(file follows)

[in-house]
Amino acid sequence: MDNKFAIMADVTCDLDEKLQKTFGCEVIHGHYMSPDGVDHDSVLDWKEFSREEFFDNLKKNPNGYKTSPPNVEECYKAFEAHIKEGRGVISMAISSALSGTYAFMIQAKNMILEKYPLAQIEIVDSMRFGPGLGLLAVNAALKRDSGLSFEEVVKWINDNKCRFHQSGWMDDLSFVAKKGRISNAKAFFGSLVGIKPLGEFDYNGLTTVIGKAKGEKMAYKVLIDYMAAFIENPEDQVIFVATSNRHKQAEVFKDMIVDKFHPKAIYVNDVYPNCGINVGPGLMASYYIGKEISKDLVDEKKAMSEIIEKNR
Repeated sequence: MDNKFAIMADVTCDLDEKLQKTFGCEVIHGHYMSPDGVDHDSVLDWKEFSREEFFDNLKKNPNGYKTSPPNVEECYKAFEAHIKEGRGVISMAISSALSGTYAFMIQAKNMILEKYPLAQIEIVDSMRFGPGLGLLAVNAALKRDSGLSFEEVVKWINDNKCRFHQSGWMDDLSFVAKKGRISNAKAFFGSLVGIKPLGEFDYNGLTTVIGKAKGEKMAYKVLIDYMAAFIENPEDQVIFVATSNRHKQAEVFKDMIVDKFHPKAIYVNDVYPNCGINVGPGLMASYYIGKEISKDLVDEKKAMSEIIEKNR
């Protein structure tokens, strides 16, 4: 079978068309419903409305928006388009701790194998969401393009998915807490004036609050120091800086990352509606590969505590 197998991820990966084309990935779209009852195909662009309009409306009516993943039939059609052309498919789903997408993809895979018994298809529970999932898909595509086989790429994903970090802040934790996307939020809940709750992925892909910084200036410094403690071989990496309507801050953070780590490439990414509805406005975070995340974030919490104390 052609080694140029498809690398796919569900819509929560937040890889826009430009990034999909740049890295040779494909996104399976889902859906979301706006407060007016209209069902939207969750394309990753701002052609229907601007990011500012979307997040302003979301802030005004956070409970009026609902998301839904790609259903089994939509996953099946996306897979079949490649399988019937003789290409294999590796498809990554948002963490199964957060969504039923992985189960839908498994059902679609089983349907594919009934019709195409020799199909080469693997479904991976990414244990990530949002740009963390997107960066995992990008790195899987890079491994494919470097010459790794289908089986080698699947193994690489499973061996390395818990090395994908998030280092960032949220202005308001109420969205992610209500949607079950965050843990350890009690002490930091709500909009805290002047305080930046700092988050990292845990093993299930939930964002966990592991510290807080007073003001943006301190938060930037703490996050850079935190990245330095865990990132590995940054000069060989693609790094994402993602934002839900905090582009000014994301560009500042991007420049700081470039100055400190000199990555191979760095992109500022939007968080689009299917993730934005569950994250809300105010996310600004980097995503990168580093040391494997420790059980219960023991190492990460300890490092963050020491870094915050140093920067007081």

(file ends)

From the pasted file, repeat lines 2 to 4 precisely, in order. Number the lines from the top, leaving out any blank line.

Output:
Amino acid sequence: MDNKFAIMADVTCDLDEKLQKTFGCEVIHGHYMSPDGVDHDSVLDWKEFSREEFFDNLKKNPNGYKTSPPNVEECYKAFEAHIKEGRGVISMAISSALSGTYAFMIQAKNMILEKYPLAQIEIVDSMRFGPGLGLLAVNAALKRDSGLSFEEVVKWINDNKCRFHQSGWMDDLSFVAKKGRISNAKAFFGSLVGIKPLGEFDYNGLTTVIGKAKGEKMAYKVLIDYMAAFIENPEDQVIFVATSNRHKQAEVFKDMIVDKFHPKAIYVNDVYPNCGINVGPGLMASYYIGKEISKDLVDEKKAMSEIIEKNR
Repeated sequence: MDNKFAIMADVTCDLDEKLQKTFGCEVIHGHYMSPDGVDHDSVLDWKEFSREEFFDNLKKNPNGYKTSPPNVEECYKAFEAHIKEGRGVISMAISSALSGTYAFMIQAKNMILEKYPLAQIEIVDSMRFGPGLGLLAVNAALKRDSGLSFEEVVKWINDNKCRFHQSGWMDDLSFVAKKGRISNAKAFFGSLVGIKPLGEFDYNGLTTVIGKAKGEKMAYKVLIDYMAAFIENPEDQVIFVATSNRHKQAEVFKDMIVDKFHPKAIYVNDVYPNCGINVGPGLMASYYIGKEISKDLVDEKKAMSEIIEKNR
């Protein structure tokens, strides 16, 4: 079978068309419903409305928006388009701790194998969401393009998915807490004036609050120091800086990352509606590969505590 197998991820990966084309990935779209009852195909662009309009409306009516993943039939059609052309498919789903997408993809895979018994298809529970999932898909595509086989790429994903970090802040934790996307939020809940709750992925892909910084200036410094403690071989990496309507801050953070780590490439990414509805406005975070995340974030919490104390 052609080694140029498809690398796919569900819509929560937040890889826009430009990034999909740049890295040779494909996104399976889902859906979301706006407060007016209209069902939207969750394309990753701002052609229907601007990011500012979307997040302003979301802030005004956070409970009026609902998301839904790609259903089994939509996953099946996306897979079949490649399988019937003789290409294999590796498809990554948002963490199964957060969504039923992985189960839908498994059902679609089983349907594919009934019709195409020799199909080469693997479904991976990414244990990530949002740009963390997107960066995992990008790195899987890079491994494919470097010459790794289908089986080698699947193994690489499973061996390395818990090395994908998030280092960032949220202005308001109420969205992610209500949607079950965050843990350890009690002490930091709500909009805290002047305080930046700092988050990292845990093993299930939930964002966990592991510290807080007073003001943006301190938060930037703490996050850079935190990245330095865990990132590995940054000069060989693609790094994402993602934002839900905090582009000014994301560009500042991007420049700081470039100055400190000199990555191979760095992109500022939007968080689009299917993730934005569950994250809300105010996310600004980097995503990168580093040391494997420790059980219960023991190492990460300890490092963050020491870094915050140093920067007081």